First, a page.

After a six-year search, the land rover that was used to explore the depths of the Arctic Ocean is now on the move.
The Mars Science Laboratory lander, nicknamed “Candyland,” is expected to arrive at the Martian surface soon and make a permanent landing on the Red Planet, NASA officials said Thursday.
The rover’s arrival comes as a surprise to some, but is not surprising given that the lander’s mission was announced just days after the rover’s launch in June.
“The fact that the rover has been here for so long means that the team is not just working on the science side of things, they’re working on engineering side of the science mission,” Jim Green, the lead engineer for the rover, told reporters Thursday.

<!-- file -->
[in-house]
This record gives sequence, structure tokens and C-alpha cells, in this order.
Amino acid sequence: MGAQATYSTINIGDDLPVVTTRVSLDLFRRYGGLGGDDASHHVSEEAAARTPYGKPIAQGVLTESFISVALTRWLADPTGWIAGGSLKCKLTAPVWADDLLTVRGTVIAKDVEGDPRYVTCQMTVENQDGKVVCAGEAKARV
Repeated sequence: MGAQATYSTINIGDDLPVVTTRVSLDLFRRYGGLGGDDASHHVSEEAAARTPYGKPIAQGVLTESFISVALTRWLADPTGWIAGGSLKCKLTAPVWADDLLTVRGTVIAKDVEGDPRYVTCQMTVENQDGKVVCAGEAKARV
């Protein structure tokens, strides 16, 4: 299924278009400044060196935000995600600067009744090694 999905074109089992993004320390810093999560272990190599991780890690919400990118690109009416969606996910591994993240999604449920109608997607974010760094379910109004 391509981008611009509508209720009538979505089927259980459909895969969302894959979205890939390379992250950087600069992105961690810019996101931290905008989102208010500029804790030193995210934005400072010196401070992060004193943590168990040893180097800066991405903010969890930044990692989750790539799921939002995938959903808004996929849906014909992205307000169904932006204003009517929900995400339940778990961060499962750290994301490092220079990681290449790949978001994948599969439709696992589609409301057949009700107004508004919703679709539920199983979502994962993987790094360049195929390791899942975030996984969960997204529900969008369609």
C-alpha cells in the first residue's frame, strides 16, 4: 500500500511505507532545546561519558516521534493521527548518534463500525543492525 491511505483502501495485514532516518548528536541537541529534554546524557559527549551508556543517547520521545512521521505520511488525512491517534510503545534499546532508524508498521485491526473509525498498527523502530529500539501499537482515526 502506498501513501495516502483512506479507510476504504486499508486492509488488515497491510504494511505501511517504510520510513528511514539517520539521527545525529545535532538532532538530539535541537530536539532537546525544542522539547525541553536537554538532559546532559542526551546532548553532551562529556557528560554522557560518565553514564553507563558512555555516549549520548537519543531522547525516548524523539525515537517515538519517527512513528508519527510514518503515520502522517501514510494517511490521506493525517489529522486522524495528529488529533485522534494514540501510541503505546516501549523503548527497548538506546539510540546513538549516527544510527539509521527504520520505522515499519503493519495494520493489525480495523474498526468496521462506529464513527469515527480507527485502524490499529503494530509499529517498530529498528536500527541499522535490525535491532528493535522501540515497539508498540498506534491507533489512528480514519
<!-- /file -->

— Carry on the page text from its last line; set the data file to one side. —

“They are not just building the science instrument, they are building the rover.”
The lander was designed to explore a site called Pangaea, a frozen, rocky area that once contained the largest collection of ancient rocks on Earth.
It took about four years for the landers to arrive in Antarctica, where it took a year and a half to complete its journey.
The landers main goal is to look for clues about the past and present of the Martian environment.
“It is our hope that we will find some surprises about Mars that may be important for understanding the past, for understanding how Mars got here and how it evolved,” Green said.
“We have to go where the data is, and that’s the polar regions.”
The Curiosity rover landed on Mars on March 8, 2012.
The mission was designed and built by JPL, a division of the California Institute of Technology, Pasadena, California.